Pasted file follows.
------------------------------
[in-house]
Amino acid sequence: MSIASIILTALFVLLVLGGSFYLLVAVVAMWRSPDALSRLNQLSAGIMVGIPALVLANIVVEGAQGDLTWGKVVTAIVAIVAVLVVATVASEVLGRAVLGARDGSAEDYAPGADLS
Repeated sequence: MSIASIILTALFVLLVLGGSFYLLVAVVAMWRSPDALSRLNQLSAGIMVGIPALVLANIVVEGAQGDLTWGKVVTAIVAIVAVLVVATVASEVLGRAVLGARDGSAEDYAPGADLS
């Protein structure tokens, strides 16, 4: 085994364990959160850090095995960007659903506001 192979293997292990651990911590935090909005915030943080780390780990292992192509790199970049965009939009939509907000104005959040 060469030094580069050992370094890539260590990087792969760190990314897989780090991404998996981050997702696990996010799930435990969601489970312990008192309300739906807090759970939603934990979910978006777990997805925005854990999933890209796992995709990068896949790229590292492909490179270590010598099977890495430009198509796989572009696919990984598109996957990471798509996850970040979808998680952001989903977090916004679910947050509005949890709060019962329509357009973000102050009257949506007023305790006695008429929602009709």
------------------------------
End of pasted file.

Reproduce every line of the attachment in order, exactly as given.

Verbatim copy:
[in-house]
Amino acid sequence: MSIASIILTALFVLLVLGGSFYLLVAVVAMWRSPDALSRLNQLSAGIMVGIPALVLANIVVEGAQGDLTWGKVVTAIVAIVAVLVVATVASEVLGRAVLGARDGSAEDYAPGADLS
Repeated sequence: MSIASIILTALFVLLVLGGSFYLLVAVVAMWRSPDALSRLNQLSAGIMVGIPALVLANIVVEGAQGDLTWGKVVTAIVAIVAVLVVATVASEVLGRAVLGARDGSAEDYAPGADLS
């Protein structure tokens, strides 16, 4: 085994364990959160850090095995960007659903506001 192979293997292990651990911590935090909005915030943080780390780990292992192509790199970049965009939009939509907000104005959040 060469030094580069050992370094890539260590990087792969760190990314897989780090991404998996981050997702696990996010799930435990969601489970312990008192309300739906807090759970939603934990979910978006777990997805925005854990999933890209796992995709990068896949790229590292492909490179270590010598099977890495430009198509796989572009696919990984598109996957990471798509996850970040979808998680952001989903977090916004679910947050509005949890709060019962329509357009973000102050009257949506007023305790006695008429929602009709």